From the old stable hand of the Wild West to today's horse trainer for a movie western, animal handlers have long been in great demand. As long as animals have walked the earth alongside humans, society has invented ways to use animals for work, recreation, and research. Ancient Egyptian records of veterinary medicine date as far back as 2000 B.C. Animal medicine was considered as important as human medicine, because of the great importance animals played in transportation and production. But animals weren't just admired for their practicality; people have always held affection and fascination for animals. The domestication of animals began during the Stone Age, and zoo keeping can be traced back to the 12th century B.C. Egypt, Greece, and China all have early records of exotic animals kept in collections for admiration and competition. Though many of the earliest zoos were kept only for kings and queens, public zoos have been in existence for over two centuries. The French Revolution resulted in the Jardin de Plantes in Paris going public and becoming a model for all the zoos to follow as monarchies fell around the world.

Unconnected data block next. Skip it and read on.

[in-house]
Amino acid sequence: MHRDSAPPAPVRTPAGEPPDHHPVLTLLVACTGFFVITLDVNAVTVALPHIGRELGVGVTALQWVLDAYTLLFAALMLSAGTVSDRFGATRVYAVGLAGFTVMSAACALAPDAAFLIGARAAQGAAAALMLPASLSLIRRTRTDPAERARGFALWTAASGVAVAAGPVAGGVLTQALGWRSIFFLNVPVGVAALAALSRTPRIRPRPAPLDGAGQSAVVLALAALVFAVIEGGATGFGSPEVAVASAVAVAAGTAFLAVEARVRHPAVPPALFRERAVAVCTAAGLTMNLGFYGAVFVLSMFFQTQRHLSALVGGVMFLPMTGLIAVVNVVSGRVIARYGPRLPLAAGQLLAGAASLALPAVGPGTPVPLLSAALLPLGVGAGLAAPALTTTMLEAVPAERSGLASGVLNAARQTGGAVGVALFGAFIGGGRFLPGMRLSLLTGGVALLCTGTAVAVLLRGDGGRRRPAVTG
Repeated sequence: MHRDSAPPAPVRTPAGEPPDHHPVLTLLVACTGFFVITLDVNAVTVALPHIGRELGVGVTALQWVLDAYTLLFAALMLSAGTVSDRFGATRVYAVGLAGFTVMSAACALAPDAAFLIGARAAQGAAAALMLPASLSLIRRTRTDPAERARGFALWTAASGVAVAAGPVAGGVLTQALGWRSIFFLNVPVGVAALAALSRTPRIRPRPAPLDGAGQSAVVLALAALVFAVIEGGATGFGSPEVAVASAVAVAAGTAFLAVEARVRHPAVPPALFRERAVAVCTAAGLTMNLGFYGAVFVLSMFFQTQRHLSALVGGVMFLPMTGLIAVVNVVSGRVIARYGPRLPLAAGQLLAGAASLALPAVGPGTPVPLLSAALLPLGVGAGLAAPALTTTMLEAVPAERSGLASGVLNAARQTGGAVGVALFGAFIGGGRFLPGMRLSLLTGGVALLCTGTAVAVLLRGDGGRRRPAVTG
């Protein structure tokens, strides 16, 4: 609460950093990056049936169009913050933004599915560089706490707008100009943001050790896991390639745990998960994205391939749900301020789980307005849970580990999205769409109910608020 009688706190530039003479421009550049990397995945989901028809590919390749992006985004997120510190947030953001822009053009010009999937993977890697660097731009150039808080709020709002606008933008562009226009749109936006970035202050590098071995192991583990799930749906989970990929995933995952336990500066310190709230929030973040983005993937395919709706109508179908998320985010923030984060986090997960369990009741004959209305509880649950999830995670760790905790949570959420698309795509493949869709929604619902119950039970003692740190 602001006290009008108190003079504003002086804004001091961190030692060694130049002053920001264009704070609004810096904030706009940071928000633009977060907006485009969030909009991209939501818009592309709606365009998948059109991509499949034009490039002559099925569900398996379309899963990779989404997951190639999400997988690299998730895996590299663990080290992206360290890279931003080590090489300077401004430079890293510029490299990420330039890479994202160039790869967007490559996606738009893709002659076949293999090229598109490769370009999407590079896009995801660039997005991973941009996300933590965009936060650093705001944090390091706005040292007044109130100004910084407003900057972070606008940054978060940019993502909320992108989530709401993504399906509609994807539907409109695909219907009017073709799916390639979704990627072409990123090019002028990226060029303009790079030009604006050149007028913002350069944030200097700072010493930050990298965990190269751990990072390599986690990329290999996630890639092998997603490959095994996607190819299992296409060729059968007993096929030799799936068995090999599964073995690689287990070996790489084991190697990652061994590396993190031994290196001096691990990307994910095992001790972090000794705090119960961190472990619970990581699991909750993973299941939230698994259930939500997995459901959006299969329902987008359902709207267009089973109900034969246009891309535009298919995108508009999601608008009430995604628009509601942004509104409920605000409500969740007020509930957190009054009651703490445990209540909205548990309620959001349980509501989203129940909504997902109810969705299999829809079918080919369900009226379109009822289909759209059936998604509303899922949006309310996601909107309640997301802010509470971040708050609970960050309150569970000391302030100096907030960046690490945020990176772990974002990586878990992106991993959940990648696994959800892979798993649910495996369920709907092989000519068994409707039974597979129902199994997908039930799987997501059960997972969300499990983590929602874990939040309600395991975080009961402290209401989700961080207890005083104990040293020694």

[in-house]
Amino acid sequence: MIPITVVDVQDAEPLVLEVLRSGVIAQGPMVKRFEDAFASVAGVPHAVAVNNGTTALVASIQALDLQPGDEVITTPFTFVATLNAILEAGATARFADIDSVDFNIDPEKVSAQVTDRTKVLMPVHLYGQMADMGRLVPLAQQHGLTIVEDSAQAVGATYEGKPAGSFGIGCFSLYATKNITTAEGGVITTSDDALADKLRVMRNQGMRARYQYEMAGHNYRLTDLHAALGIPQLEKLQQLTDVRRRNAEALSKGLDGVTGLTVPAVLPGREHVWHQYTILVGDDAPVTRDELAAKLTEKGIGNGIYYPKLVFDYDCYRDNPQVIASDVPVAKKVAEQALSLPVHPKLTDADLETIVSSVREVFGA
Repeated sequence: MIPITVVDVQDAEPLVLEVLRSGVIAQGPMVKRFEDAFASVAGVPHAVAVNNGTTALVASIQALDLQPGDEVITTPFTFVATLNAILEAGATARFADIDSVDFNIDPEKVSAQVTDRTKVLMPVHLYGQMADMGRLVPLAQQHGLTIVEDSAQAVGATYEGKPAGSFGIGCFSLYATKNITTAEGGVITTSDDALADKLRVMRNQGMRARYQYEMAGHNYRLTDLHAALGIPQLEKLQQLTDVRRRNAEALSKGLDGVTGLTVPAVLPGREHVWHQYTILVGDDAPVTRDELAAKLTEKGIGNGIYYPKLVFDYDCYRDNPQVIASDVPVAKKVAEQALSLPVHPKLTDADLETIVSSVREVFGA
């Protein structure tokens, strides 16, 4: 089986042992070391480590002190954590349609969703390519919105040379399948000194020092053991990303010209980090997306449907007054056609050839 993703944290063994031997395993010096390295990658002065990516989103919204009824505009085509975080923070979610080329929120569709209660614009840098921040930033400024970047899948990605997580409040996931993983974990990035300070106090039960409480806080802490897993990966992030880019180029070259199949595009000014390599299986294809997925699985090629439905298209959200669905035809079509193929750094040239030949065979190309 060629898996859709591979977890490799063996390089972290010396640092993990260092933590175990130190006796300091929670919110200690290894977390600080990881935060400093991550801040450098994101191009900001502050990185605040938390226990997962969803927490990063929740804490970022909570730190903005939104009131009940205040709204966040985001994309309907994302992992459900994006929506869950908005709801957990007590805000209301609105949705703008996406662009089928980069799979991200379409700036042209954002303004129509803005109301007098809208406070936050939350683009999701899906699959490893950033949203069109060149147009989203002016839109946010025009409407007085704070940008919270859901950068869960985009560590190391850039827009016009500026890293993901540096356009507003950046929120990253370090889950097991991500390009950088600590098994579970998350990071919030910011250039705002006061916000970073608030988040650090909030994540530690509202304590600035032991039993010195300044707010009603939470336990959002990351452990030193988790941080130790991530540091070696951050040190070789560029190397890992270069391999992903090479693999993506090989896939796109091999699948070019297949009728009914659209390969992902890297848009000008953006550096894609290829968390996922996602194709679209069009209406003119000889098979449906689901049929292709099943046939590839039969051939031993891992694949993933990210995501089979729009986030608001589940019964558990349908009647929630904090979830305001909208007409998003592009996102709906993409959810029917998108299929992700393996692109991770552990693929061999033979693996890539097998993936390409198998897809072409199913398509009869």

With the development of engines and motors, the role of animals in society has changed. Though seeing-eye dogs, laboratory primates, police horses, and canine patrol dogs are still put to work to aid humans, animals today entertain and fascinate more often than perform duties. Protecting animals has become an important aspect of every animal handler's job. For nearly 150 years, nonprofit agencies have been in place to ensure the humane treatment of animals. The first such agency in the United States was the American Society for the Prevention of Cruelty to Animals. It was chartered in 1866 and is still active today.